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The Life & Loss Institute, the educational branch of Elizabeth Ministry, helps women and their families in times of birth, death and other times of transition. By Joseph Pronechen.
BY JOSEPH PRONECHEN
Elizabeth Ministry International began in the Diocese of Green
Bay in 1991 but quickly spread and grew to today’s 700 chapters from the United
States to Korea.
year and a half ago, the time was ripe for founder Jeannie Hanneman to create a
companion apostolate: the Life and Loss Institute.
Elizabeth Ministry (ElizabethMinistry.com) focuses on women supporting,
mentoring and spiritually nourishing women and families during pregnancy, and
through medical and infant-loss situations, its Life &
Loss Institute blooms as the educational branch.
& Loss offers consultations, workshops and seminars on a myriad of
topics related to human sexuality and relationships — everything from chaste
living to Natural Family Planning to reproductive technology, miscarriage,
infant or child death and healing sexual sins.
explains what led to the new apostolate. For years she saw the need for proper
information on things like prenatal testing and reproductive technologies. So
Elizabeth Ministry put out books with facts, figures and Church teachings. Recently,
she wrote the “Infertility” segment for the U.S. bishops’ website to nurture
Hanneman and her husband Bruce, a college instructor, teamed for “what we
lovingly called the Mad Scientist and the Church Lady,” she says. “We both had
a passion to study the bioethics of the sexuality, and we blended that with
John Paul II’s theology of the body in creative presentations.” Bruce explained
the scientific technology and she the relevant Church teachings.
result: the launch of Life & Loss Institute in Elizabeth Ministry Life and
Loss Institute Resource and Retreat Center, a former convent. People can walk
in off the street or find on their website lots of links and printable handouts
from sources like the U.S. bishops’ conference, the Paul VI Institute and the
Homework Done? Check
in November the bishops came out with their “Catechetical Formation in Chaste
Living” document, and the Institute was working on its new Intimate Issues
Initiative, Hanneman finds the timing exciting. “God is the one who was putting
this together,” she says.
connection deals with pornography. In this area the Institute focuses on
support for wives with addicted husbands. Says Hanneman, “There’s a high
incidence of pornography addiction because of the Internet. So many women are
overwhelmed and in desperation.”
not all. This summer the Institute will complete both a CD and DVD series
covering every aspect of the bishops’ document on chastity.
spiritual adviser over the years, Auxiliary Bishop Robert Morneau of the
Diocese of Green Bay believes Hanneman is making a major contribution helping
build informed consciences.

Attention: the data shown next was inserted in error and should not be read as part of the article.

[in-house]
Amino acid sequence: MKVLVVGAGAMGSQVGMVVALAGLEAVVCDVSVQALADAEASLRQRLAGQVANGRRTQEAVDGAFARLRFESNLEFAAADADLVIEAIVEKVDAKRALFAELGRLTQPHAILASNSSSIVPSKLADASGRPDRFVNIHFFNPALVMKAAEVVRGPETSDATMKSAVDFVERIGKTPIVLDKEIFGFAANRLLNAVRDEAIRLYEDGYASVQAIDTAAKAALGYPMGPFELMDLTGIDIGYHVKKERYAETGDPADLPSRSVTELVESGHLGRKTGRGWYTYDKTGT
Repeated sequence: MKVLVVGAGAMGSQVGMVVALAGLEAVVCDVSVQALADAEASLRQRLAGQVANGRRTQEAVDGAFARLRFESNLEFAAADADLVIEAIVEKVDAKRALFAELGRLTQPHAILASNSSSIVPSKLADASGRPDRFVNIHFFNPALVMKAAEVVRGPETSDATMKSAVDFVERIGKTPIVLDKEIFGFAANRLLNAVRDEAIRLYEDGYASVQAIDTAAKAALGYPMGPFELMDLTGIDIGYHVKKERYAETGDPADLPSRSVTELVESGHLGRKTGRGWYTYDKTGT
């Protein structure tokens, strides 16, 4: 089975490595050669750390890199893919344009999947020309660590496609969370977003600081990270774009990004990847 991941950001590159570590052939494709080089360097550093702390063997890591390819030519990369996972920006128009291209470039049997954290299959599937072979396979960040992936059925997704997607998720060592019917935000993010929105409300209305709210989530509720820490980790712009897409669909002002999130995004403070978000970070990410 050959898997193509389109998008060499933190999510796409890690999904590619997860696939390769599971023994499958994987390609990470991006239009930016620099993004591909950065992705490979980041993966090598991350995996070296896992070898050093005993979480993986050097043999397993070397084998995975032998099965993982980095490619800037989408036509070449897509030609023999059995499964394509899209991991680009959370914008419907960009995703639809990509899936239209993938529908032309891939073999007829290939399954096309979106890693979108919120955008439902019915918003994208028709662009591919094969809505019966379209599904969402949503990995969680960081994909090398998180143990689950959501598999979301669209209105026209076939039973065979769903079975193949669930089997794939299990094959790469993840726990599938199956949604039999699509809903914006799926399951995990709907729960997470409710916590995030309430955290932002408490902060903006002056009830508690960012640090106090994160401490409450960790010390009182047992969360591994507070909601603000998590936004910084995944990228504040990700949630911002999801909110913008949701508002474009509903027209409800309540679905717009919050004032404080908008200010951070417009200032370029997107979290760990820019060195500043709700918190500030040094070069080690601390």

culture in terms of sexuality is quite distorted and there’s so much
misinformation of there,” he says. “The more clarity we can have on that the
makes a complicated matter clear, and what people can do or not do in those
areas of conception,” he adds. “She’s done her homework.”
late summer the Institute will be podcasting 24-hour help and information.
Hanneman gives one scenario: Someone learns her baby has Down syndrome and at 2
a.m. wants to talk. The office is closed? No problem.
can go to the website and listen to a podcast of a mother whose child has Down.
Our whole goal is to hone in on the context of the Visitation. We’re following
in the footsteps of Elizabeth when she offered Mary encouragement, wisdom and
Dignity and Worth
outlook reflects the compassion, passion for life and servant-leadership
qualities Bishop Morneau sees in Hanneman. She brings out the best in
volunteers like Amber Yost, a 20-something who left a successful job to serve
fulltime with the apostolate.
runs events for young adults on theology of the body, and speaks and teaches
about NFP in diocesan parishes. At the Institute she’s bringing together
families who support NFP for discussion and socializing.
couples using NFP feel alone in that decision,” Yost says. “It’s important to
bring them together so they feel they’re part of a community.”
illustrates how the Institute gives practical, everyday applications to Church
have to respect the babies from the moment of conception,” she says, “so we
created burial vessels for miscarried babies. The corporal works of mercy say
to bury the dead. My challenge is if we believe at the moment of conception
there is a human life, they have the dignity and worth of being buried
Jill McNamara, family service adviser for the Gary, Ind., diocesan cemeteries,
learned of the vessels, she obtained them immediately. She finds the vessels
and funeral-burial service helps to heal grieving mothers who miscarried.
burial vessels weren’t something we thought of years ago,” she says, “but this
is a Church teaching, and we must respect the dignity of the human person at
every stage and put this into practice.”
at the Institute, the chapel becomes a place of blessings for healing and for
fertility. Its whole design is based on the theology of the body. The statue of
the Holy Family shows how we turn to God’s plan. That’s what Life and Loss
Institute helps people do every day.
Staff writer Joseph Pronechen
is based in Trumbull, Connecticut.
Life& Loss Institute
120 West 8th St.
Kaukauna, WI 54130